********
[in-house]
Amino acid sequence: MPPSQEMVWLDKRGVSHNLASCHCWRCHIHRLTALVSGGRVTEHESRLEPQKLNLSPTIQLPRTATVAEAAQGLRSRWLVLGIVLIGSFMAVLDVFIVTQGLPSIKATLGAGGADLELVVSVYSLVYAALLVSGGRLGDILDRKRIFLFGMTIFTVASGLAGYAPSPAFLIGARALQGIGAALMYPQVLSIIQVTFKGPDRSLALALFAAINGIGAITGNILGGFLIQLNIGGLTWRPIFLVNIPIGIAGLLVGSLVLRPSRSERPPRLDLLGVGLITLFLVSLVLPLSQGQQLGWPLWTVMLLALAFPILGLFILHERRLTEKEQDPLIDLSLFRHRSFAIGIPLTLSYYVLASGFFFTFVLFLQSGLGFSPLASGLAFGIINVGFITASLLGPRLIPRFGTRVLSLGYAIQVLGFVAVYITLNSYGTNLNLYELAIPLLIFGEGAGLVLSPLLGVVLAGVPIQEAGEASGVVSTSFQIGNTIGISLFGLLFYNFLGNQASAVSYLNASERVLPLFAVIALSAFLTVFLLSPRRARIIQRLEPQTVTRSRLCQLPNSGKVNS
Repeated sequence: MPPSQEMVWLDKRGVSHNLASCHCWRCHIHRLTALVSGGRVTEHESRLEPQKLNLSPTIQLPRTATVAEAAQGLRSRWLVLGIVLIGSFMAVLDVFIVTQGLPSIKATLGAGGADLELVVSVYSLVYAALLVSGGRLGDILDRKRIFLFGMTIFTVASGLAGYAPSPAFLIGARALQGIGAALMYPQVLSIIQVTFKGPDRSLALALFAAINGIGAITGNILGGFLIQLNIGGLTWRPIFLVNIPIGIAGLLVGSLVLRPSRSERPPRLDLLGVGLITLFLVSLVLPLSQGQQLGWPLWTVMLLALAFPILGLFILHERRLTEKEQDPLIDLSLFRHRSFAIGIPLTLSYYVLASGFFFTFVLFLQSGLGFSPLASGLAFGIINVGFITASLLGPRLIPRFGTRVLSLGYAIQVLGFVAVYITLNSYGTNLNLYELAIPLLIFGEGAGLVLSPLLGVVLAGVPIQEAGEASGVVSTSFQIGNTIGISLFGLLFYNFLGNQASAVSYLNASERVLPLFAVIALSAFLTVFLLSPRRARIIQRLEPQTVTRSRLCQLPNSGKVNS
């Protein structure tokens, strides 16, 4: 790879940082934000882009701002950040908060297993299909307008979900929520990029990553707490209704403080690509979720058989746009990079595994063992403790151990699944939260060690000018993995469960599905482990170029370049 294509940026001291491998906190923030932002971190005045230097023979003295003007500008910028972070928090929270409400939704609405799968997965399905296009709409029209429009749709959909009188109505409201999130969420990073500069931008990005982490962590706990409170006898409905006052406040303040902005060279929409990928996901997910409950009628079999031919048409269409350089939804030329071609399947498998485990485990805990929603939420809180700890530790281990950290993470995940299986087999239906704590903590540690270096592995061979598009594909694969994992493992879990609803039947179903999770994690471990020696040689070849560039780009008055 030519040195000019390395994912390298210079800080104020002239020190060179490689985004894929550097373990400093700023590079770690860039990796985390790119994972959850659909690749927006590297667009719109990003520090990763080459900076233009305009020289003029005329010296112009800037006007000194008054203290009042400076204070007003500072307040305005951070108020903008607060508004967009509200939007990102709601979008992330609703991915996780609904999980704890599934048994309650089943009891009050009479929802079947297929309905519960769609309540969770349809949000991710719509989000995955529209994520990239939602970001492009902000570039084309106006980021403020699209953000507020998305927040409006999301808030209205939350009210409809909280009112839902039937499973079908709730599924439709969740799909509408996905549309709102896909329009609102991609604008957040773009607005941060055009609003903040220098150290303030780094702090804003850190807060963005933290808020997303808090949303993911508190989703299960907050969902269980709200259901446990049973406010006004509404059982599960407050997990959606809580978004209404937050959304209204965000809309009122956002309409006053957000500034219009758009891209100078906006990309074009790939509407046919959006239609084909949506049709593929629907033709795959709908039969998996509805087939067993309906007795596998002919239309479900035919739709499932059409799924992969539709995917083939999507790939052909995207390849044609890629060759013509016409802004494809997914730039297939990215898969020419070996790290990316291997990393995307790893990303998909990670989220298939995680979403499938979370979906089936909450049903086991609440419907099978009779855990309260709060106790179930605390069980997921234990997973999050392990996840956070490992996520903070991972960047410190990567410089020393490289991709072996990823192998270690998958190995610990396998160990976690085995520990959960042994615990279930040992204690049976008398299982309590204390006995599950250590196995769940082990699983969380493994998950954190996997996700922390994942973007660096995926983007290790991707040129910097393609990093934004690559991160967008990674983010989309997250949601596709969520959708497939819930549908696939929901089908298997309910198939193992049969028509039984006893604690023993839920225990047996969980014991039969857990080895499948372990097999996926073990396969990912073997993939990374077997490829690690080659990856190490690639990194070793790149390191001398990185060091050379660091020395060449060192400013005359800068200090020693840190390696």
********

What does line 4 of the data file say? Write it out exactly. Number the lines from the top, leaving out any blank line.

């Protein structure tokens, strides 16, 4: 790879940082934000882009701002950040908060297993299909307008979900929520990029990553707490209704403080690509979720058989746009990079595994063992403790151990699944939260060690000018993995469960599905482990170029370049 294509940026001291491998906190923030932002971190005045230097023979003295003007500008910028972070928090929270409400939704609405799968997965399905296009709409029209429009749709959909009188109505409201999130969420990073500069931008990005982490962590706990409170006898409905006052406040303040902005060279929409990928996901997910409950009628079999031919048409269409350089939804030329071609399947498998485990485990805990929603939420809180700890530790281990950290993470995940299986087999239906704590903590540690270096592995061979598009594909694969994992493992879990609803039947179903999770994690471990020696040689070849560039780009008055 030519040195000019390395994912390298210079800080104020002239020190060179490689985004894929550097373990400093700023590079770690860039990796985390790119994972959850659909690749927006590297667009719109990003520090990763080459900076233009305009020289003029005329010296112009800037006007000194008054203290009042400076204070007003500072307040305005951070108020903008607060508004967009509200939007990102709601979008992330609703991915996780609904999980704890599934048994309650089943009891009050009479929802079947297929309905519960769609309540969770349809949000991710719509989000995955529209994520990239939602970001492009902000570039084309106006980021403020699209953000507020998305927040409006999301808030209205939350009210409809909280009112839902039937499973079908709730599924439709969740799909509408996905549309709102896909329009609102991609604008957040773009607005941060055009609003903040220098150290303030780094702090804003850190807060963005933290808020997303808090949303993911508190989703299960907050969902269980709200259901446990049973406010006004509404059982599960407050997990959606809580978004209404937050959304209204965000809309009122956002309409006053957000500034219009758009891209100078906006990309074009790939509407046919959006239609084909949506049709593929629907033709795959709908039969998996509805087939067993309906007795596998002919239309479900035919739709499932059409799924992969539709995917083939999507790939052909995207390849044609890629060759013509016409802004494809997914730039297939990215898969020419070996790290990316291997990393995307790893990303998909990670989220298939995680979403499938979370979906089936909450049903086991609440419907099978009779855990309260709060106790179930605390069980997921234990997973999050392990996840956070490992996520903070991972960047410190990567410089020393490289991709072996990823192998270690998958190995610990396998160990976690085995520990959960042994615990279930040992204690049976008398299982309590204390006995599950250590196995769940082990699983969380493994998950954190996997996700922390994942973007660096995926983007290790991707040129910097393609990093934004690559991160967008990674983010989309997250949601596709969520959708497939819930549908696939929901089908298997309910198939193992049969028509039984006893604690023993839920225990047996969980014991039969857990080895499948372990097999996926073990396969990912073997993939990374077997490829690690080659990856190490690639990194070793790149390191001398990185060091050379660091020395060449060192400013005359800068200090020693840190390696």